This Page started on: 2007 September 30 11:00:13

This is a new "LaForth" page: The old one is here.

I was invited to give a talk at the Silicon Valley Fig Forth Meeting on 2007 September 22. I like talking with this group. I know of no other group that have more in depth knowledge of of their computers. (Forth almost requires and appeals to that sort of user.)

When programming in Assembly Language I am in control of what my computer is doing, at least for a while; I find that satisfying. But the current vogue among computer users is to get as far from the real hardware as possible. Years ago this made sense when there were many different computer architectures and Universities, teachers and software vendors wanted something that could be used on a variety of computers. Educational efforts were to have "Standard Languages" and avoid machine dependent programming. Assembly is the epitome of using the features of a given machine.

Today the world is different. It looks like the Intel 8086 architecture and its descendents will be with us for ever. Even Apple has dropped the Motorola and Power PC chips and gone to the Intel line. So I ask: Why not take advantage of every idiosyncrasy of that instruction set?

The underlying theme of my talk was to show that compilers can never generate even good code, simply because there is no way to communicate to the compiler all the programmer knows about the problem and the nature of the data it designed to work on.

I chose to talk about generating a table of Prime Numbers using every trick I know of to make it as fast as possible.

- All primes except 2 are odd numbers, therefore there is no point
in keeping the low order bit of the numbers we are dealing with. This
effectively doubles the size of values that can be in a fixed size
register.
*How do you tell a C compiler that?* - Avoiding the testing of even numbers is obvious.
Only one more instruction:
`xor cl,3 ;Avoids multiples of 3.`*Remember we are not keeping the low order bit.*

Will your compiler to generate a single byte XOR! - Consecutive primes don't differ by as much as 512 until we get to
truly huge primes. Thus, if we output the differences we only need one
byte per prime number.
*Few compilers keep small values in a single byte without the low order bit!* - It turns out this form of output lends itself to a more compact storage of the primes. (Yes, even this can be made significantly smaller in a .ZIP file.)
- Other analysis such as counting the number of prime twins is much easier, than it would be if only a decimal listing of the primes had been the main output.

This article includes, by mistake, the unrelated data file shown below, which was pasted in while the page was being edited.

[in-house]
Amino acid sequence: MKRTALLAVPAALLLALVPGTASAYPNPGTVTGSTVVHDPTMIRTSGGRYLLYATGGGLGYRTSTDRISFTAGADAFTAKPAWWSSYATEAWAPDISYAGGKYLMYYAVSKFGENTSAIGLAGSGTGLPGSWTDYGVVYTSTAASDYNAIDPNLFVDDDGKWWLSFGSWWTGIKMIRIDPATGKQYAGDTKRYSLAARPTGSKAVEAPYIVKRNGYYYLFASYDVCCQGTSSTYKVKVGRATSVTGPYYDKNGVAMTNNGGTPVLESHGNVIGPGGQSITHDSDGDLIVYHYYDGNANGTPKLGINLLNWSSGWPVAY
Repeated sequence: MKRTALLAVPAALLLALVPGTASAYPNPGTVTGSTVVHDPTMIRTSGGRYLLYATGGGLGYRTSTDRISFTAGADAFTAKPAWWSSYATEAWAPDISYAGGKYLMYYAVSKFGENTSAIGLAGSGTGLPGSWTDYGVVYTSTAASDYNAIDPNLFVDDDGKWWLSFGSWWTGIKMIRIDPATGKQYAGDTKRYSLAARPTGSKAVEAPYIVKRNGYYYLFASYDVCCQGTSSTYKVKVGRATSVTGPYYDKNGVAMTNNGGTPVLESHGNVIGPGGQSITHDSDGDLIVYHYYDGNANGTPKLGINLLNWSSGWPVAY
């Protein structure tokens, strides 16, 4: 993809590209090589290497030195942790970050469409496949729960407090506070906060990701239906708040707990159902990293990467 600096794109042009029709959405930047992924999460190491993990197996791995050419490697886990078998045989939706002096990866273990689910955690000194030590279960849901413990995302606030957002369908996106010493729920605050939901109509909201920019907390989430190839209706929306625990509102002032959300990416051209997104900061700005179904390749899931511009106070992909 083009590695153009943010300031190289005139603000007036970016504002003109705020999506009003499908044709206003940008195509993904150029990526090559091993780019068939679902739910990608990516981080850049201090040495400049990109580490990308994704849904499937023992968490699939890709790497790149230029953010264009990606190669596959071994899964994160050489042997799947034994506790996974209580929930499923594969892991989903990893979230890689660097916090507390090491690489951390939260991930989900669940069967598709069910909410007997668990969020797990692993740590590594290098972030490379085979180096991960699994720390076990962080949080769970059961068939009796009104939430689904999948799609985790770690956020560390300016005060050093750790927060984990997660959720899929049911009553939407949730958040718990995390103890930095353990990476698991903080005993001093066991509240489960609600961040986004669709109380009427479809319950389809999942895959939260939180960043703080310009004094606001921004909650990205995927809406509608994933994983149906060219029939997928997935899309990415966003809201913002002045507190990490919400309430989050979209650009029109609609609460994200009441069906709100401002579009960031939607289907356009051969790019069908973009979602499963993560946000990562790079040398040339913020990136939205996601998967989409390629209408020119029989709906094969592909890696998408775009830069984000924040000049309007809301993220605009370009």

- Converting the output to decimal can take several different forms
for more analysis of the primes.
*And can be done converting only a single byte to decimal then using decimal arithmetic add avoiding the slow conversion of big values from binary to decimal. This is a***real advantage**because the high decimal digits don't change often, thus we are not recalculating the same digits over and over. - We can use an algorithm that never uses
a divide instruction and the core loop is:
qtest: scasd ;Test word in EAX against memory table jb qtest

Yes, it is only two instructions! The Intel Scan String Double word instruction is only one byte long, with a two byte jump back to it.*This loop, scanning a growing table of composite numbers is where the vast majority of the time is spent when the program is running.*I know of no compiler that generates the Intel string instructions. Not even Forth!

- Finally, because consecutive primes differ by so little we don't
even need to keep the high order parts of the values we are using.
*This involves a bit of tricky programming, but allowes me to generate primes far greater than 2*^{16}using 16 bit registers and no multiple precision arithmetic.

Some details about a run where I generated 163,840,000 primes (the last
one was: 3,424,462,051) numbers are
here.
I have a
link to the notes I used for the talk,
and a
link to a .ZIP file
where the programs I talked about can be
down-loaded. *However, initially at least, the use of the programs may
be best understood by those who heard the talk.*

Go to:
My Home Page |
Go to:
This page TOP |